The creator economy empowers people to create, distribute their creations, and make money from those creations without limitations.
As mentioned before, this new style of content creation takes power away from a small group of people and puts it in the hands of the actual creators. That’s democratization.
Instead of one record label owning the rights to thousands of albums, and taking a cut in the process, the actual artists maintain ownership over their work, while also bringing in more money for their efforts.
The world is moving in this direction, and although everything isn’t perfect (it’s much harder work for creators to handle everything themselves, and some platforms try to take advantage of creators by offering low royalty agreements or high fees), we can see that it’s at least a move in the right direction for ecommerce, content creation, art, and business in general.
The Problem and Solution
There was definitely a problem for creators in the past. There were far too many barriers to entry in mass media. This also lead to elitism, bias, homogenous content, and experiences that weren’t made for the masses but whatever the small group of people in a room wanted everyone to consume.
So, the solution comes in the form of democratized code, apps, and distribution mediums. This way, creators don’t have to mess with middlemen, gatekeepers, or regulations. Instead, they can focus on their art, craft, or business, and directly receive the praise, monetary gain, and whatever else comes back from their efforts.
Are People Actually Making Money and Holding Fulfilling Jobs in the Creator Economy?
No one wants to get into something that doesn’t offer the potential for success. So, are there concrete, real-world examples of individuals and organizations finding monetary success with the creator economy?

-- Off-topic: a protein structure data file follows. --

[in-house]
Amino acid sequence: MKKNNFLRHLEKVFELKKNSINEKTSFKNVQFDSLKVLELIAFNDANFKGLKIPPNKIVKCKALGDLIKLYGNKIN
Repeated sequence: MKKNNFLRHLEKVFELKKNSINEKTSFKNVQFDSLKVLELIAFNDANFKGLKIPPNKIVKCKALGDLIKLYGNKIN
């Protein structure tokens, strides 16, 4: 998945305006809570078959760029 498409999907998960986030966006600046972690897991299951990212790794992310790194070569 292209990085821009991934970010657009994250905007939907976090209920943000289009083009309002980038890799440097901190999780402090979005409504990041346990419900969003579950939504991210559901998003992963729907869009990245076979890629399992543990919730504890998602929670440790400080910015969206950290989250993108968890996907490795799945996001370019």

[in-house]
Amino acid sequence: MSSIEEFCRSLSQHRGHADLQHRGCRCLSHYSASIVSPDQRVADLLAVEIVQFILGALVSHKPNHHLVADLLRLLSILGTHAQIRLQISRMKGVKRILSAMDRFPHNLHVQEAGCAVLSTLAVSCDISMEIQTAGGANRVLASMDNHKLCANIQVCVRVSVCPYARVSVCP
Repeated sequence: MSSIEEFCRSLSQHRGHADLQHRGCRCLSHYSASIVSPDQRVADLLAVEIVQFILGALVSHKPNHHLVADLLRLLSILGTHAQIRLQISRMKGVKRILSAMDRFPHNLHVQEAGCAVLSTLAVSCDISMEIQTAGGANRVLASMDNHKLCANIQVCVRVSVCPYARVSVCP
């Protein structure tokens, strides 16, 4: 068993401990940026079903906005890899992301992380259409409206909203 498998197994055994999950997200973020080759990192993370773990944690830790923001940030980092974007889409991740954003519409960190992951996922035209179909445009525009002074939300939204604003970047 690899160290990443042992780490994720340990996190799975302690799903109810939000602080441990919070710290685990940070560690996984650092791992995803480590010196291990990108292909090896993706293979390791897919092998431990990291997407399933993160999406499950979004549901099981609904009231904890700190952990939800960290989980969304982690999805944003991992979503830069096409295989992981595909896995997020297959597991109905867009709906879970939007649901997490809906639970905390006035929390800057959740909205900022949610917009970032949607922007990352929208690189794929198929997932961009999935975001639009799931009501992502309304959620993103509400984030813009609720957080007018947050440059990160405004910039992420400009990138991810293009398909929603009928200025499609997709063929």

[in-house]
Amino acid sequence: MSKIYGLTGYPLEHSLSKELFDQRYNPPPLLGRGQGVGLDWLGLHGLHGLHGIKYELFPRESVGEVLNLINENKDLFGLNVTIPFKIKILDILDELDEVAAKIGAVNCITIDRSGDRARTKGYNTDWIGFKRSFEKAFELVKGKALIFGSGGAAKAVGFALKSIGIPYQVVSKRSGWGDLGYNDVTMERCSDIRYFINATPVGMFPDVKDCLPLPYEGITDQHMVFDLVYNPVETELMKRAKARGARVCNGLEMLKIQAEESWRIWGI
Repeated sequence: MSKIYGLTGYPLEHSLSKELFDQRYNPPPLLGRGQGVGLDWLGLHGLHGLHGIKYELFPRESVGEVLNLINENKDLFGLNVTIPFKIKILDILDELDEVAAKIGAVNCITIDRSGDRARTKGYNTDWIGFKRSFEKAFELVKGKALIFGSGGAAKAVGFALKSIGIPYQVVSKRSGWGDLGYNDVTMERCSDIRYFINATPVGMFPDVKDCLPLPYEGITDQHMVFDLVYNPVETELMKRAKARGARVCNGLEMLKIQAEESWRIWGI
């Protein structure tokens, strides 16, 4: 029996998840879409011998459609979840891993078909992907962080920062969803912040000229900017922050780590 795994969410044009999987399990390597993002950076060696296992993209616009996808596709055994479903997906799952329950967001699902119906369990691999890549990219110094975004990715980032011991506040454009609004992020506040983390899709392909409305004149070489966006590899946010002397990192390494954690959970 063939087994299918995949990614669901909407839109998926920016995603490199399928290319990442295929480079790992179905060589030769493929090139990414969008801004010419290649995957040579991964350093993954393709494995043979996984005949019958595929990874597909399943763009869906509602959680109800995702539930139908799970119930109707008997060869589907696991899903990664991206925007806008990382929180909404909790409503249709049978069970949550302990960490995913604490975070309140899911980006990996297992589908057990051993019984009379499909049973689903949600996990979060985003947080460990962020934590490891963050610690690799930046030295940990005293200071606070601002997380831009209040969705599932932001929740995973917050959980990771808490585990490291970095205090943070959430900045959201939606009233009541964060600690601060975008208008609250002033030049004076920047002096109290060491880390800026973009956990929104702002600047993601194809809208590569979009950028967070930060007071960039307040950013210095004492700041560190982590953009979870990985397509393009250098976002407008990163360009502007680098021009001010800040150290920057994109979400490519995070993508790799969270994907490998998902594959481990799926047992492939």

And although it’s not a guarantee to make a living, it’s wise to study the top creators who have already established communities, seeing as how you can take tips from them, model your own content off of theirs, and even try reaching out to them if they’re in your industry.
Here’s a look at popular creators taking advantage of democratized platforms to manage their own business models:
- Hugh Howey: Often considered one of the most successful self-published authors of all time, Hugh Howey utilized the eBook system called Kindle Direct Publishing, and outsourced services for editing and cover designs, completely skipping the need for a traditional publisher, at least earlier in his career. Just about every self-published author is part of the creator economy.
- Joe Rogan: All podcasters are in some way part of the creator community, as long as they’re not part of a podcasting network. Joe Rogan has run his own show and actually created his own network, while also establishing a partnership with Shopify for distribution.
- Yoga With Adriene: She offers one of the most popular yoga channels on YouTube, monetized her work with a premium streaming app. She even has a large community for local meetups.
- Brian Clark: He runs the popular Copyblogger website.
- Forever Your Betty: She’s a fashion influencer who’s monetized via Instagram, an online store, influencer marketing, and subscriptions.
- The Fantasy Footballers: This is a group of guys who run a podcast, make money via Patreon, and foster a thriving community on fantasy football.
- Molly Burke: She’s a Youtuber, author, and motivational speaker with a Patreon and growing community of members she calls bees.
- Ben Folds: The famous musician hosts a private discord channel, live streaming concerts, and music appreciation lessons, while also selling exclusive music downloads.
- Amanda Palmer: Along with a vibrant Patreon page, this whimsical musician and artist sells sheet music, downloadable tracks, and all sorts of fun artwork.
Yoga With Adriene offers free YouTube videos, but she monetizes with her Find What Feels Good app, offering $12.99 per month plans for premium courses, special discounts, and exclusive classes.
What Should We Expect from the Future of the Creator Economy?
Here are some thoughts about the entire creator economy, along with insights on what to expect from individual creators in the future:
- Content will become more accessible than ever. Think about research papers. They’re traditionally blocked in some way from the public, requiring you to have some sort of library or industry access account. Not only that but industry studies and medical journals are formatted in convoluted ways and often cost an insane amount of money for the average person. The same could be said about courses from renowned professionals. Masterclass is the first we’ve seen something like this, where you don’t have to go to college, travel to that campus, and pay hefty tuition just to learn from the best people in an industry.